This week is National Pollinator Week (June 19-24), and here at the USFWS we are excited to be joining in on the celebration because we know how critical it is to keep pollinators around. They are incredibly important to human life, as they are essential to growing the food we eat. According to a 2016 study from the USDA, more than 90 species of U.S. specialty crops require pollination. If you eat honey, peaches, berries, or even coffee, thank a pollinator. But unfortunately, their numbers are declining, which could eventually impact the availability of these dietary staples. The good news is that you can help protect them by providing the habitat and food resources they need to survive!

So what can you do to help? It’s simple: build a pollinator garden. With a little planning and some shopping, you can design and build your very own pollinator garden and play host to so many wonderful pollinators, including bees, butterflies, birds, bats, and other small animals and insects.  All it takes is a little work, and you can provide a versatile habitat for these animals.

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Credit: Susan Wojtowicz/ USFWS

Tips to starting your pollinator garden:

Use plants native to where you live 

Native plants attract native pollinators. A successful and thriving pollinator garden needs to have both. Native plants are great because they are already adapted to survive in the local climate and soil, and attract the right pollinators.

Unsure about the plants native to where you live? We have provided you with a list of plants native to the Northeast Region (New England states and eastern New York) and to the Mid-Atlantic Region (Virginia, West Virginia, Maryland, Delaware, New Jersey, Pennsylvania, and Washington, D.C.). You can also visit your local garden store or nursery for recommendations on the types of plants that are best suited to your area.

Plant in clusters to create a “target’ for pollinators to find

Birds, bats, bees, and butterflies (and many others) can’t pollinate a flower if they can’t find it. This is where you can help: try planting large, concentrated clusters of the same plant species, rather than one single plant. This makes it easier for passing pollinators to see them and stop.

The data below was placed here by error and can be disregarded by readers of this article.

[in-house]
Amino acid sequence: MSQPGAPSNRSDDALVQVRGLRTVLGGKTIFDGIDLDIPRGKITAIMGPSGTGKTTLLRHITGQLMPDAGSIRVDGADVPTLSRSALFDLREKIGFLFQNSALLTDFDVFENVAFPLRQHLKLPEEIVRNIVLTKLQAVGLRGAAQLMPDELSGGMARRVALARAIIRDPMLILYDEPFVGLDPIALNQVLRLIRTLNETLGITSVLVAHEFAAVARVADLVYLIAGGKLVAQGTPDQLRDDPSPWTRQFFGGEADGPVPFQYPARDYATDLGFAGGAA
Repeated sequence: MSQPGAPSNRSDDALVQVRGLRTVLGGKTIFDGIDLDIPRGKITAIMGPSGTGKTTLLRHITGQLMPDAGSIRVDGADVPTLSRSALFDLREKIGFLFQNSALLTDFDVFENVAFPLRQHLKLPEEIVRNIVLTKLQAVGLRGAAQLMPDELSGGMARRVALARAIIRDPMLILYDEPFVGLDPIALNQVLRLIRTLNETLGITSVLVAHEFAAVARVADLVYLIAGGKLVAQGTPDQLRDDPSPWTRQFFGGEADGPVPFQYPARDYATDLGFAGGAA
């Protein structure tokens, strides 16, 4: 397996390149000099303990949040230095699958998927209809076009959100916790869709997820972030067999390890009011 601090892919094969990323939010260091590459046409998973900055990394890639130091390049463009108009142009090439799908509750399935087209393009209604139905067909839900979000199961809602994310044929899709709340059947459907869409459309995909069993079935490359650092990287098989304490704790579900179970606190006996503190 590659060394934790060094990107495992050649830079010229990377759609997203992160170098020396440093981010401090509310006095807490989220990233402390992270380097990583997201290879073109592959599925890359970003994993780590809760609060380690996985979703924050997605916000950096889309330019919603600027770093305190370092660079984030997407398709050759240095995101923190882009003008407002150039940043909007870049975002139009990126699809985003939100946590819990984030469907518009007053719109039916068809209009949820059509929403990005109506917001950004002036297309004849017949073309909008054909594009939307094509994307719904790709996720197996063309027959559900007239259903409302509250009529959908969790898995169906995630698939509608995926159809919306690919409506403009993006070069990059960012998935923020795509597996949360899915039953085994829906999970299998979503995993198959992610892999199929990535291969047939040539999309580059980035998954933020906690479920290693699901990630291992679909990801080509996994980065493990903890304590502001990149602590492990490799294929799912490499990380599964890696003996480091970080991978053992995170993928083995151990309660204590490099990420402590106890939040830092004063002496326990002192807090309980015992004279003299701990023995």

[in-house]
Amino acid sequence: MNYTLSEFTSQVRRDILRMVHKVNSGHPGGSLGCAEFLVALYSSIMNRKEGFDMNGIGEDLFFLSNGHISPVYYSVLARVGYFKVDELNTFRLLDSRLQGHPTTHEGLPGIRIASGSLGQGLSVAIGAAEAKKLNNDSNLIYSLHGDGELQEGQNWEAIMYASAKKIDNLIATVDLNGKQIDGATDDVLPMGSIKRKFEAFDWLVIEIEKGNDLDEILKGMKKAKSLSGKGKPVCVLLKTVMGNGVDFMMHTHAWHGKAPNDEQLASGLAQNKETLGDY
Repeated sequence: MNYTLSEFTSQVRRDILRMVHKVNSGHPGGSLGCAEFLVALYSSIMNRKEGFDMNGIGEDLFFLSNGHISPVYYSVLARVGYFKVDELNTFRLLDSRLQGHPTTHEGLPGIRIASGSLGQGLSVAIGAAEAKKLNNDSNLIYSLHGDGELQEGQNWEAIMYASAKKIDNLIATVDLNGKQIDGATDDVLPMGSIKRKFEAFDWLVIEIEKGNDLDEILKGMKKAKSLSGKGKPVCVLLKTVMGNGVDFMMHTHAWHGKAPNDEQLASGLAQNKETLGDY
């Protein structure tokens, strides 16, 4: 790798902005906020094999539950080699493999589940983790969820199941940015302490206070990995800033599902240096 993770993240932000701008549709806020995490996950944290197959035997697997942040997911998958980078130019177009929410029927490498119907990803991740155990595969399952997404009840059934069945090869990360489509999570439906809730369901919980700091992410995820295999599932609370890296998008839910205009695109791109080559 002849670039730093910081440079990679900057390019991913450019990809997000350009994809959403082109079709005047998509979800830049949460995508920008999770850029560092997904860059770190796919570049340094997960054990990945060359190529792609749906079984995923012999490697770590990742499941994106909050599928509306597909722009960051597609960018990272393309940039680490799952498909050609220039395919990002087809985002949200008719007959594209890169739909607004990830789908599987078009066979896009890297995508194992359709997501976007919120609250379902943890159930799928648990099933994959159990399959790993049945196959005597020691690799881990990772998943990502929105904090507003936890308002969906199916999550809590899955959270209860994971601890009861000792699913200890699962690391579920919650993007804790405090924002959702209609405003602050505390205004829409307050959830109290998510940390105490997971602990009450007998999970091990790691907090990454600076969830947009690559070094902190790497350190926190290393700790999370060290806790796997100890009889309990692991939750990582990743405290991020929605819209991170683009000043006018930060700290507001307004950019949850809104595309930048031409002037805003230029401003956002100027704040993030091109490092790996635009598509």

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While this photo wasn’t taken at a pollinator garden it is a good example of using a variety of plants to attract pollinators. The two plants shown are Jesup’s Milk Vetch (the lilac-colored flower) and Red Columbine (the red and yellow flower) both of which get help from pollinators. Credit: USFWS

Interested in attracting butterflies to your pollinator garden? Here are 7 tips for creating a successful monarch butterfly pollinator garden

Use a variety of plants in your garden

Like us, pollinators need a place to rest and a place to eat. You can help provide this oasis by planting a mixture of native host plants and nectar plants. This variety will provide the necessary food and shelter that many different types of pollinators need to survive. Make your garden habitat a one-stop-shop for pollinators.

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Skipper butterfly on a garden phlox at John Heinz National Wildlife Refuge in Philadelphia, PA. Credit: Frank Miles/USFWS

If you want to learn more about how to create a pollinator-friendly landscape click here

Avoid or limit the use of pesticides in your garden

Remember that harmful chemicals have no place in your garden habitat. Pesticides can kill more than the target pest; they can also kill the very pollinators you are trying to attract. If you find you are having a pest problem, try introducing native predators (for example, praying mantis) into your garden and let them eat the pests.

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Credit: Susan Wojtowicz/ USFWS

Still needing inspiration?

We have good news! With close to 72 National Wildlife Refuges in the Northeast region alone- from Virginia to Maine- you are all but guaranteed to find a amazing example of a pollinator garden near you.

One of these incredible pollinator gardens is at Ninigret National Wildlife Refuge in Rhode Island. Here you can explore four native-plant pollinator gardens designed for different environmental conditions including: a shade garden, wet garden, sun garden and butterfly garden. Visitors are encouraged to walk among the beautiful native wildflowers, grasses, and shrubs abuzz with bees, butterflies, hummingbirds, and songbirds, and take in the plants, animals, and habitats native to the State. The gardens are located next to the Kettle Pond Visitor Center.

Check out these photos taken at the garden at Ninigret NWR below

Or you can attend a public tour of the native plant garden at Ninigret NWR on Saturday , June 23 and learn how you can incorporate native plants to your garden.

We hope this has inspired you to build your very own backyard pollinator garden.